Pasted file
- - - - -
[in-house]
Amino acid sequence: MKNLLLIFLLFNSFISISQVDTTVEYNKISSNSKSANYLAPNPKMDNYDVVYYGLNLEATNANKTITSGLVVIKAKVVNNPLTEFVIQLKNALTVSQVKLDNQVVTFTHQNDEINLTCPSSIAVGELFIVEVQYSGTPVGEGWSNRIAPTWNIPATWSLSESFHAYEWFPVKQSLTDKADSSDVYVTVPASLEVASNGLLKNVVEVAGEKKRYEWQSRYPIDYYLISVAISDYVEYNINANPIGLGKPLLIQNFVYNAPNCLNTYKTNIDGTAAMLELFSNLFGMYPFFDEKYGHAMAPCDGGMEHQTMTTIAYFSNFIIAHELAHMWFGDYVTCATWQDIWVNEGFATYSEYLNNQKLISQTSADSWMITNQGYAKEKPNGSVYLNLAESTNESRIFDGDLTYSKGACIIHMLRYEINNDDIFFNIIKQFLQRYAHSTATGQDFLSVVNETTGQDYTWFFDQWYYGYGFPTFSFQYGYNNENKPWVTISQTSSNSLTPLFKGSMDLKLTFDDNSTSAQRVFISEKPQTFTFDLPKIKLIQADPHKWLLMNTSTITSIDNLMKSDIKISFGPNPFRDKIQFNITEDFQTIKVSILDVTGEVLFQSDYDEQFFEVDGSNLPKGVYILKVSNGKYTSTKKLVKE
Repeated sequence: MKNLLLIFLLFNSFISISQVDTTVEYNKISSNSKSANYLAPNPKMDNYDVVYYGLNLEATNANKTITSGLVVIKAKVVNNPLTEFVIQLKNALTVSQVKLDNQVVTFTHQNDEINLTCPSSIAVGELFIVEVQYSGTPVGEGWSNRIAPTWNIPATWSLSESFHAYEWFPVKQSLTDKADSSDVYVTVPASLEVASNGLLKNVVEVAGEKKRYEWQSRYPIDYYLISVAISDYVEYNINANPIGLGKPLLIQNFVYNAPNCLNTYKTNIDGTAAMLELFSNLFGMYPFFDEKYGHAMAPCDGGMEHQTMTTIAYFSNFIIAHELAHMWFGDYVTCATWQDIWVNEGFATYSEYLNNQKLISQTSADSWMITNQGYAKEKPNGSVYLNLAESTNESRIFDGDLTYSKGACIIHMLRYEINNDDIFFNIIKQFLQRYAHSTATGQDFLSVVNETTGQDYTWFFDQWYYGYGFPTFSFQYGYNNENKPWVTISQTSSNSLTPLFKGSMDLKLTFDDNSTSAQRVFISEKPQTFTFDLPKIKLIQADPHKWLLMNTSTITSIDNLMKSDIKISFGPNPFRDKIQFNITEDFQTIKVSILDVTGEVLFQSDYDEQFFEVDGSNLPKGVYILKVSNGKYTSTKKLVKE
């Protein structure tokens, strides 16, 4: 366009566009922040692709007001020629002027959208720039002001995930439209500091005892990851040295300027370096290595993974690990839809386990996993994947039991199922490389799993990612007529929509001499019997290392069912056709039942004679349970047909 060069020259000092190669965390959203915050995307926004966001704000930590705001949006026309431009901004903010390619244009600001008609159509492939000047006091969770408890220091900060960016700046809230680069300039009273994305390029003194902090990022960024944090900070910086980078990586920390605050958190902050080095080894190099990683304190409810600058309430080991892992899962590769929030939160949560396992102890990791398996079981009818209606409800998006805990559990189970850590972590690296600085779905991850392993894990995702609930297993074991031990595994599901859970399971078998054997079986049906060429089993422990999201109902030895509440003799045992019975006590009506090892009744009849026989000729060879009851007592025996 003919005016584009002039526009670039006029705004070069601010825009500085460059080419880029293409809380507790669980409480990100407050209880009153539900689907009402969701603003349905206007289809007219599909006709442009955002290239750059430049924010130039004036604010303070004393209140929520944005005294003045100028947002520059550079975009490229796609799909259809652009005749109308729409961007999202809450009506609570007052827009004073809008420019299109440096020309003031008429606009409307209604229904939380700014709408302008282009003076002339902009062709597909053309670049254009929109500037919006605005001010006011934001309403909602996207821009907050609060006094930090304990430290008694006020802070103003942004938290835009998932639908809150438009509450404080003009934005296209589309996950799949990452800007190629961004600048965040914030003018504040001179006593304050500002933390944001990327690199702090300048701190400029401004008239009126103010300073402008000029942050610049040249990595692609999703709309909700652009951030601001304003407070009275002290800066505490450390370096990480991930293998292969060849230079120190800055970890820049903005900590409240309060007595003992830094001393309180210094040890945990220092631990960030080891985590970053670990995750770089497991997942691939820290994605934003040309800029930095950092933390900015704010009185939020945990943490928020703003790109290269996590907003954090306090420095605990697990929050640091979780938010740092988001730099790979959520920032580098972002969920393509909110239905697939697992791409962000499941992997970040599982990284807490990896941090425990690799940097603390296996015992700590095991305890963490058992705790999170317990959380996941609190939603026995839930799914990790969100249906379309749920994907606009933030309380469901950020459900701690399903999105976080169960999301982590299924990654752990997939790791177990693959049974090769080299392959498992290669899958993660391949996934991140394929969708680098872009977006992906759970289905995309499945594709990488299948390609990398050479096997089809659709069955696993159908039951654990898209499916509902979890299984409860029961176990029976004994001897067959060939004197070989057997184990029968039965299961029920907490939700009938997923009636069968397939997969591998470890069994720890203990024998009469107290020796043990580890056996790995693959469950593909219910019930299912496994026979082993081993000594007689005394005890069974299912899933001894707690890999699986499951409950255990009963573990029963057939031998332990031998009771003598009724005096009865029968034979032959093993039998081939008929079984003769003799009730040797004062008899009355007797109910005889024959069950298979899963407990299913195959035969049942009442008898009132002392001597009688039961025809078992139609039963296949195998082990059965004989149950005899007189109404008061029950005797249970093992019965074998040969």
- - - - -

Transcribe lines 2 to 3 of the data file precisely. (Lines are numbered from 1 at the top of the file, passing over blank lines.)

Amino acid sequence: MKNLLLIFLLFNSFISISQVDTTVEYNKISSNSKSANYLAPNPKMDNYDVVYYGLNLEATNANKTITSGLVVIKAKVVNNPLTEFVIQLKNALTVSQVKLDNQVVTFTHQNDEINLTCPSSIAVGELFIVEVQYSGTPVGEGWSNRIAPTWNIPATWSLSESFHAYEWFPVKQSLTDKADSSDVYVTVPASLEVASNGLLKNVVEVAGEKKRYEWQSRYPIDYYLISVAISDYVEYNINANPIGLGKPLLIQNFVYNAPNCLNTYKTNIDGTAAMLELFSNLFGMYPFFDEKYGHAMAPCDGGMEHQTMTTIAYFSNFIIAHELAHMWFGDYVTCATWQDIWVNEGFATYSEYLNNQKLISQTSADSWMITNQGYAKEKPNGSVYLNLAESTNESRIFDGDLTYSKGACIIHMLRYEINNDDIFFNIIKQFLQRYAHSTATGQDFLSVVNETTGQDYTWFFDQWYYGYGFPTFSFQYGYNNENKPWVTISQTSSNSLTPLFKGSMDLKLTFDDNSTSAQRVFISEKPQTFTFDLPKIKLIQADPHKWLLMNTSTITSIDNLMKSDIKISFGPNPFRDKIQFNITEDFQTIKVSILDVTGEVLFQSDYDEQFFEVDGSNLPKGVYILKVSNGKYTSTKKLVKE
Repeated sequence: MKNLLLIFLLFNSFISISQVDTTVEYNKISSNSKSANYLAPNPKMDNYDVVYYGLNLEATNANKTITSGLVVIKAKVVNNPLTEFVIQLKNALTVSQVKLDNQVVTFTHQNDEINLTCPSSIAVGELFIVEVQYSGTPVGEGWSNRIAPTWNIPATWSLSESFHAYEWFPVKQSLTDKADSSDVYVTVPASLEVASNGLLKNVVEVAGEKKRYEWQSRYPIDYYLISVAISDYVEYNINANPIGLGKPLLIQNFVYNAPNCLNTYKTNIDGTAAMLELFSNLFGMYPFFDEKYGHAMAPCDGGMEHQTMTTIAYFSNFIIAHELAHMWFGDYVTCATWQDIWVNEGFATYSEYLNNQKLISQTSADSWMITNQGYAKEKPNGSVYLNLAESTNESRIFDGDLTYSKGACIIHMLRYEINNDDIFFNIIKQFLQRYAHSTATGQDFLSVVNETTGQDYTWFFDQWYYGYGFPTFSFQYGYNNENKPWVTISQTSSNSLTPLFKGSMDLKLTFDDNSTSAQRVFISEKPQTFTFDLPKIKLIQADPHKWLLMNTSTITSIDNLMKSDIKISFGPNPFRDKIQFNITEDFQTIKVSILDVTGEVLFQSDYDEQFFEVDGSNLPKGVYILKVSNGKYTSTKKLVKE